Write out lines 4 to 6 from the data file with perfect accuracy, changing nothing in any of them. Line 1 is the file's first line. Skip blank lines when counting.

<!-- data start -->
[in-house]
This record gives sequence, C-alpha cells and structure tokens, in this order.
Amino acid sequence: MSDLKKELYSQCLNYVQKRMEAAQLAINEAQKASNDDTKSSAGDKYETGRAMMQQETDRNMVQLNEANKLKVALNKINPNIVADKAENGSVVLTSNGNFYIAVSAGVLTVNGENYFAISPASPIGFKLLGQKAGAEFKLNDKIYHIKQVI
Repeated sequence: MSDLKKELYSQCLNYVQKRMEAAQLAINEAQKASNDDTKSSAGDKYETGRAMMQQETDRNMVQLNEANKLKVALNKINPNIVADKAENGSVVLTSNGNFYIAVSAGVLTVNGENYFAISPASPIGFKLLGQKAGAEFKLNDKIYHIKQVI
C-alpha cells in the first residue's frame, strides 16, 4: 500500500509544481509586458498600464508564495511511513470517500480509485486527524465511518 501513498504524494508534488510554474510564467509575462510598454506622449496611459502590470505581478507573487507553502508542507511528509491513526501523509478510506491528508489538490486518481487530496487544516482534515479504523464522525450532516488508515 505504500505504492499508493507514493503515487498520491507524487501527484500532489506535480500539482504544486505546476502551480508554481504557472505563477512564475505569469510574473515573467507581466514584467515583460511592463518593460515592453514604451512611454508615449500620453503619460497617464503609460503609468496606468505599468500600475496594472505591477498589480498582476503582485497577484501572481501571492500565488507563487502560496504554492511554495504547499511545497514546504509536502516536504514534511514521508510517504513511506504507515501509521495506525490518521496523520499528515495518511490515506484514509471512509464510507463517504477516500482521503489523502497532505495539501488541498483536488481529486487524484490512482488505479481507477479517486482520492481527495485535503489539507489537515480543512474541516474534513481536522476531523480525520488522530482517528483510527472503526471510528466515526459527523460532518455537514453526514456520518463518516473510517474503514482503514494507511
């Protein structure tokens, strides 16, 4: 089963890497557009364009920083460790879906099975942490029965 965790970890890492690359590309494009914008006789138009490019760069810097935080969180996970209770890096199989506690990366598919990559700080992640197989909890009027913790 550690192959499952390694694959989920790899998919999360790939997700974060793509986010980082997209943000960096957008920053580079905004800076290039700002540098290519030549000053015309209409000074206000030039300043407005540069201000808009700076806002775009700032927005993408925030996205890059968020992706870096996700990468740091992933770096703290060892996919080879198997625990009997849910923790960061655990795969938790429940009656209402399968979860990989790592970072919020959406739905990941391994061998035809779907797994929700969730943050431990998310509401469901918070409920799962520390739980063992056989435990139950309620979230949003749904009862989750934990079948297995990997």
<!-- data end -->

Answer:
Repeated sequence: MSDLKKELYSQCLNYVQKRMEAAQLAINEAQKASNDDTKSSAGDKYETGRAMMQQETDRNMVQLNEANKLKVALNKINPNIVADKAENGSVVLTSNGNFYIAVSAGVLTVNGENYFAISPASPIGFKLLGQKAGAEFKLNDKIYHIKQVI
C-alpha cells in the first residue's frame, strides 16, 4: 500500500509544481509586458498600464508564495511511513470517500480509485486527524465511518 501513498504524494508534488510554474510564467509575462510598454506622449496611459502590470505581478507573487507553502508542507511528509491513526501523509478510506491528508489538490486518481487530496487544516482534515479504523464522525450532516488508515 505504500505504492499508493507514493503515487498520491507524487501527484500532489506535480500539482504544486505546476502551480508554481504557472505563477512564475505569469510574473515573467507581466514584467515583460511592463518593460515592453514604451512611454508615449500620453503619460497617464503609460503609468496606468505599468500600475496594472505591477498589480498582476503582485497577484501572481501571492500565488507563487502560496504554492511554495504547499511545497514546504509536502516536504514534511514521508510517504513511506504507515501509521495506525490518521496523520499528515495518511490515506484514509471512509464510507463517504477516500482521503489523502497532505495539501488541498483536488481529486487524484490512482488505479481507477479517486482520492481527495485535503489539507489537515480543512474541516474534513481536522476531523480525520488522530482517528483510527472503526471510528466515526459527523460532518455537514453526514456520518463518516473510517474503514482503514494507511
């Protein structure tokens, strides 16, 4: 089963890497557009364009920083460790879906099975942490029965 965790970890890492690359590309494009914008006789138009490019760069810097935080969180996970209770890096199989506690990366598919990559700080992640197989909890009027913790 550690192959499952390694694959989920790899998919999360790939997700974060793509986010980082997209943000960096957008920053580079905004800076290039700002540098290519030549000053015309209409000074206000030039300043407005540069201000808009700076806002775009700032927005993408925030996205890059968020992706870096996700990468740091992933770096703290060892996919080879198997625990009997849910923790960061655990795969938790429940009656209402399968979860990989790592970072919020959406739905990941391994061998035809779907797994929700969730943050431990998310509401469901918070409920799962520390739980063992056989435990139950309620979230949003749904009862989750934990079948297995990997």